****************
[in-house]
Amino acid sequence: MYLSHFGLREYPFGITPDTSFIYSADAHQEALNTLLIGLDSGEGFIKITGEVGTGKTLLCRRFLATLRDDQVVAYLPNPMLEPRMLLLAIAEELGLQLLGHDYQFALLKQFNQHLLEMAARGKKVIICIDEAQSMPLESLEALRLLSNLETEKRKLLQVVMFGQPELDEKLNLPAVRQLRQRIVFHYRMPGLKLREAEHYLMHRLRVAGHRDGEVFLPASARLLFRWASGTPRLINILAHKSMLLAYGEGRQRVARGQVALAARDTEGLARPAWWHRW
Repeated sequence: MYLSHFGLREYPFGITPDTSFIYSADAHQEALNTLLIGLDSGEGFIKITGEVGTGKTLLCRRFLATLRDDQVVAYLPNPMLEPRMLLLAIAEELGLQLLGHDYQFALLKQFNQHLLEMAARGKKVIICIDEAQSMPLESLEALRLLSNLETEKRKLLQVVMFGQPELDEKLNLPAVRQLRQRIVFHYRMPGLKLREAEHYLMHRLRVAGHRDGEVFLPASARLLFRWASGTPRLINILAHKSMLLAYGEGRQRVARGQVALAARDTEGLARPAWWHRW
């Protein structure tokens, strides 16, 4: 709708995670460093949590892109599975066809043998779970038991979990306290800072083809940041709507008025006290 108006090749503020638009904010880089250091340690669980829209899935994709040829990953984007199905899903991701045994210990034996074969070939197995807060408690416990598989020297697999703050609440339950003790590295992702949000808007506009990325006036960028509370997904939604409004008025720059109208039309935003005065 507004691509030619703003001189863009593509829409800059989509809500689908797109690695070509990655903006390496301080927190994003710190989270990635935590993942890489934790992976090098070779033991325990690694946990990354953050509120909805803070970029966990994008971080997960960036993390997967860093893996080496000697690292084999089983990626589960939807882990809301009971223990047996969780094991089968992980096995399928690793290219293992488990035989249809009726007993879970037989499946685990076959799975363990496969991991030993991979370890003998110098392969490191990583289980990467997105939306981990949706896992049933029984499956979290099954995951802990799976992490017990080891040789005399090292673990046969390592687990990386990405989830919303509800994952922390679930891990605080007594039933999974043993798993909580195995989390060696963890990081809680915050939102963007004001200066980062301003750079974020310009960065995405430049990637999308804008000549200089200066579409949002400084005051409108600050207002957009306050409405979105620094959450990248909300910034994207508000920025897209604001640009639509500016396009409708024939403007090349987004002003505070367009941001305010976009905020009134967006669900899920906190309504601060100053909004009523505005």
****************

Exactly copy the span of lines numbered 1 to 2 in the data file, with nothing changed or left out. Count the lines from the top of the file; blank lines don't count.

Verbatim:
[in-house]
Amino acid sequence: MYLSHFGLREYPFGITPDTSFIYSADAHQEALNTLLIGLDSGEGFIKITGEVGTGKTLLCRRFLATLRDDQVVAYLPNPMLEPRMLLLAIAEELGLQLLGHDYQFALLKQFNQHLLEMAARGKKVIICIDEAQSMPLESLEALRLLSNLETEKRKLLQVVMFGQPELDEKLNLPAVRQLRQRIVFHYRMPGLKLREAEHYLMHRLRVAGHRDGEVFLPASARLLFRWASGTPRLINILAHKSMLLAYGEGRQRVARGQVALAARDTEGLARPAWWHRW